Al fresco dining is on my mind these days. Here in Northern California, the weather is phenomenal almost all the time, but the draw to go outside to eat is particularly strong now, with evenings warm and light enough to be out at dinnertime. And it’s strange for me, coming from upstate NY, but there are almost no insects here! So, as a bonus, eating outside is not a battle with mosquitoes and deer flies! Wahoo! To brighten up our dining space, I love the look of Mexican oilcloth–it’s colorful with some cute designs, but it’s also water-proof and fairly inexpensive. I’ve seen lovely tutorials for square or rectangular tables, but we have round ones, so I’ve put together some instructions for making a custom, fitted tablecloth (with a cutie scalloped border) for your round table.
Mexican oilcloth (amount will vary, depending on the size of your table)
Ruler (I like this one)
Scissors, rotary cutter, self-healing mat
Standard sewing stuff–machine, straight pins, thread, etc.
Measure your table:
Take the diameter measurement of your table (make sure you are taking it at the very widest point). Add 1/2″ to this measurement to account for the 1/4″ seam allowance for both sides. Note: if your table diameter + seam allowance is greater than the width of your fabric, you will have to make two half-circles and sew them together (don’t forget the seam allowance!).
If your table has an apron (or edge) that you want to cover, measure the minimum needed to cover it. We will be adding more to that measurement to take into account the length of the scallops, but we’ll do that later.
Fold your fabric in half, then fold again (to make it into quarters) ensuring the edges match up perfectly.
|Folded in half (fold at the bottom)|
|Folded in half again (fold at right side)|
Using your diameter (+ seam allowance measurement), divide by 2. That’s the radius (remember high school geometry? It’s back!) Take your twine, and make a little loop in it, measure out the length to be equal to that of the radius and put your pencil point in the loop. Holding the other end securely at the corner of your folds, trace a quarter of a circle on the oilcloth. Double-check that you hit your radius length on both sides of the fabric. Maybe check it again 🙂
|Trace the arc of your circle using the string and pencil|
Cut along the line through all thicknesses of fabric, being careful to keep the folds together and edges lined up. It’s a bit thick to pin, but it if you can, it will make it easier.
|There it is, a perfect circle!|
Next, you need to calculate the length of the strip to go around your circle. Length around a circle (circumference) is equal to circle diameter x pi (3.14). Use the real diameter, not including the seam allowance. If you are skeptical of the value you get with the calculation (I was!) use your tape measure to prove it to yourself. Next determine how much to add in seam allowance. Chances are, you won’t be able to get the full length of your strip from one length of fabric. For this table, I used two shorter strips to make the full length. Therefore, it will take 2 seams to make the circle. For EACH seam you need, add 1/2″ seam allowance to the circumference measurement.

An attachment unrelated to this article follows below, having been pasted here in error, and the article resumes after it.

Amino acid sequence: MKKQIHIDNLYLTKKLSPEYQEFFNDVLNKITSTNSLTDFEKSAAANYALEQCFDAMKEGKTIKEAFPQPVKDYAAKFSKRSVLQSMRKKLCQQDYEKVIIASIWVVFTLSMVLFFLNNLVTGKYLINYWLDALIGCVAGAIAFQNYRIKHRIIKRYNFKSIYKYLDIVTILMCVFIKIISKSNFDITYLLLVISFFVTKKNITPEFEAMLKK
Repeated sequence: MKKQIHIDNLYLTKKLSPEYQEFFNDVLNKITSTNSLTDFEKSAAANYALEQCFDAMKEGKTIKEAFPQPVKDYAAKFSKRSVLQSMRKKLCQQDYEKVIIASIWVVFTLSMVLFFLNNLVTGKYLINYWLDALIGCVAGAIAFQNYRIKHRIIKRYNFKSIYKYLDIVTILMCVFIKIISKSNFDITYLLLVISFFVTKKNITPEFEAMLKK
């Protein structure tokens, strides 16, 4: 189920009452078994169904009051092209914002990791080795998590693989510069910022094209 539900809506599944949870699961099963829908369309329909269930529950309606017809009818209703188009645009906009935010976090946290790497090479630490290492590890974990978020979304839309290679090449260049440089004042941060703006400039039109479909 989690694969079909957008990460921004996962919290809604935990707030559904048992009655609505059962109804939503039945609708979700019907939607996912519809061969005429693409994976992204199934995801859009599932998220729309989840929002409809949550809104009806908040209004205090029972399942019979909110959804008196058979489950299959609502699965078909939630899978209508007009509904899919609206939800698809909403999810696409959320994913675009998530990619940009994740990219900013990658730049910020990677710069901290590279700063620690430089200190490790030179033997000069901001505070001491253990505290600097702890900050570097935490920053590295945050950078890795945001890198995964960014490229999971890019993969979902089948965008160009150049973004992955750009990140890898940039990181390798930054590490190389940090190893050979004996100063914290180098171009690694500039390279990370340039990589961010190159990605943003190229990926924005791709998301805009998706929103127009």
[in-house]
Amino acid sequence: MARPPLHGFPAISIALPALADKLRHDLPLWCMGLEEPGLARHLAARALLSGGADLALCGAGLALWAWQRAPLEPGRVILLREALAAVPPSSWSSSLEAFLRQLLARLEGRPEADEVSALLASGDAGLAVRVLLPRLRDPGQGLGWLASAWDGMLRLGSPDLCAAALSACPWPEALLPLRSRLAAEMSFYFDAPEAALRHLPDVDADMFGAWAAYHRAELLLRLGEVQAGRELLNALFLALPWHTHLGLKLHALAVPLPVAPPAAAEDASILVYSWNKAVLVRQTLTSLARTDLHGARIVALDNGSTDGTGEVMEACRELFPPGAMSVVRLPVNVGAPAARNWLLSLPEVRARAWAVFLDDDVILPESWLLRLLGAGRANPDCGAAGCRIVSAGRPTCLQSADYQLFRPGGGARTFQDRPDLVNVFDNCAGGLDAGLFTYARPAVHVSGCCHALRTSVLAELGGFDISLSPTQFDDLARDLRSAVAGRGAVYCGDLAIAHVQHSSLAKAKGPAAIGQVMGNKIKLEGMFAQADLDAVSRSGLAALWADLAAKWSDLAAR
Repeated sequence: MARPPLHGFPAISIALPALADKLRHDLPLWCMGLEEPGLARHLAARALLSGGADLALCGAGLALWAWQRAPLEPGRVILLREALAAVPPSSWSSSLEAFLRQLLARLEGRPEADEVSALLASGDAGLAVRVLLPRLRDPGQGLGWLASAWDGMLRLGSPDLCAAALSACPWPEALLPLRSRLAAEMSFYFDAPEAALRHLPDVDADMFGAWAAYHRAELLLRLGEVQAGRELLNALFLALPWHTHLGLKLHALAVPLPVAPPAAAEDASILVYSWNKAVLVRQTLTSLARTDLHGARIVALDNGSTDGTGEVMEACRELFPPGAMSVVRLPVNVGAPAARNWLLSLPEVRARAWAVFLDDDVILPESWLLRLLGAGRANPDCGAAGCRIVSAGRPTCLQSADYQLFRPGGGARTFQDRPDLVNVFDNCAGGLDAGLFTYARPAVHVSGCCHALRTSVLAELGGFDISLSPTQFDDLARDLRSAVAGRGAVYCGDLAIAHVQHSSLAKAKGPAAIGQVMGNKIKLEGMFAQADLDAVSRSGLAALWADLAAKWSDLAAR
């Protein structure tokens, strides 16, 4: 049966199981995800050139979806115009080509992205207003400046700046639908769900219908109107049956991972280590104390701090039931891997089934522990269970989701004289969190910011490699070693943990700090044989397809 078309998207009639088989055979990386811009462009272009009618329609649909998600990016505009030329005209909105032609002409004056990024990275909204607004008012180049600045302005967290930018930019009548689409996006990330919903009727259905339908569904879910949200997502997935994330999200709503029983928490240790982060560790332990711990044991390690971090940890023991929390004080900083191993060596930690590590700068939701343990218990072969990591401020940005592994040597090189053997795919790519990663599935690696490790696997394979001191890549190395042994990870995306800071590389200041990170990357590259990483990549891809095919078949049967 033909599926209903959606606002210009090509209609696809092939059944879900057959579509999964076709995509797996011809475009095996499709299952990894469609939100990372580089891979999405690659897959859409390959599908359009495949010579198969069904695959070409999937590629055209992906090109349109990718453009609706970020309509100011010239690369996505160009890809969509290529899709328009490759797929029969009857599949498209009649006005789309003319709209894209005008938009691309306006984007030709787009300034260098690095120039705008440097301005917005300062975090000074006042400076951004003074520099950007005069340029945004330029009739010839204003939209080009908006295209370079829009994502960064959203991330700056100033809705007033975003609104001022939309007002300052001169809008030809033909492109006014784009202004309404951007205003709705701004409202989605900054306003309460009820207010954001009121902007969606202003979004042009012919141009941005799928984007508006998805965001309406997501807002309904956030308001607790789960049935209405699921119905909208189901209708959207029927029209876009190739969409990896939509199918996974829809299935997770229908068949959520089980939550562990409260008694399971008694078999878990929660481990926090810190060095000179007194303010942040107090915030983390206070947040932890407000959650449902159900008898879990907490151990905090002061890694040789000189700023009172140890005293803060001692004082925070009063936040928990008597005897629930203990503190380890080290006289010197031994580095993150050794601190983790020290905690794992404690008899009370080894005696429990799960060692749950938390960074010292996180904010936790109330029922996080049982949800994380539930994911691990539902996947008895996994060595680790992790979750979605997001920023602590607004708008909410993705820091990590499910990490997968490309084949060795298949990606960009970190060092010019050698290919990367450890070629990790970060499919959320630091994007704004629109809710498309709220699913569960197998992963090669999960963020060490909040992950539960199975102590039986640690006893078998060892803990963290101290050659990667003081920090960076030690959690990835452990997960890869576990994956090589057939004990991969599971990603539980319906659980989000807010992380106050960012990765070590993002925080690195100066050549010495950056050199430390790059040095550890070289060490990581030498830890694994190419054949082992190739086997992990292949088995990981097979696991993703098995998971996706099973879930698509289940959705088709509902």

Scallops, next. Mine were 4″ wide. Incredibly, this measurement created equally spaced scallops around my table, but if yours does not, divide the circumference (do not include seam allowance) by the desired width of scallops. Evenly spaced is great, but keeping a whole number makes life easier down the road.
With length taken care of, you next need the width (drop) of the strip. You measured the minimum length for the drop of the tablecloth, but you will be making cute scallops. I made scallops that are 2 inches long (4 inches wide), so add 2″ to the width measurement. Then, add 1/4″ for seam allowance. My strips were 4″ in width (1.75″ minimum cloth drop + 2″ for scallops + 1/4″ seam allowance).
Cut your strips using a rotary cutter and self-healing mat. On the wrong side, make a line 2″ from the edge down the length of the strip.
My flexible ruler (shown above) has tiny holes every 1/2″, so holding a pencil point in one (pivot point) and a pencil point in another 2″ away and tracing the arc creates perfect semi-circles of the desired width. Yay! You can also use the string method (above) or a dish with a diameter of 4″. Start in 1/4″ (for seam allowance) from the edge, then measure 2″ and mark with a dot. Make your arc. Continue on…and on…
|Notice the 1/4″ seam allowance on the left, before the start of the scallop|
|Clip at the fold to mark the quarters of your circle|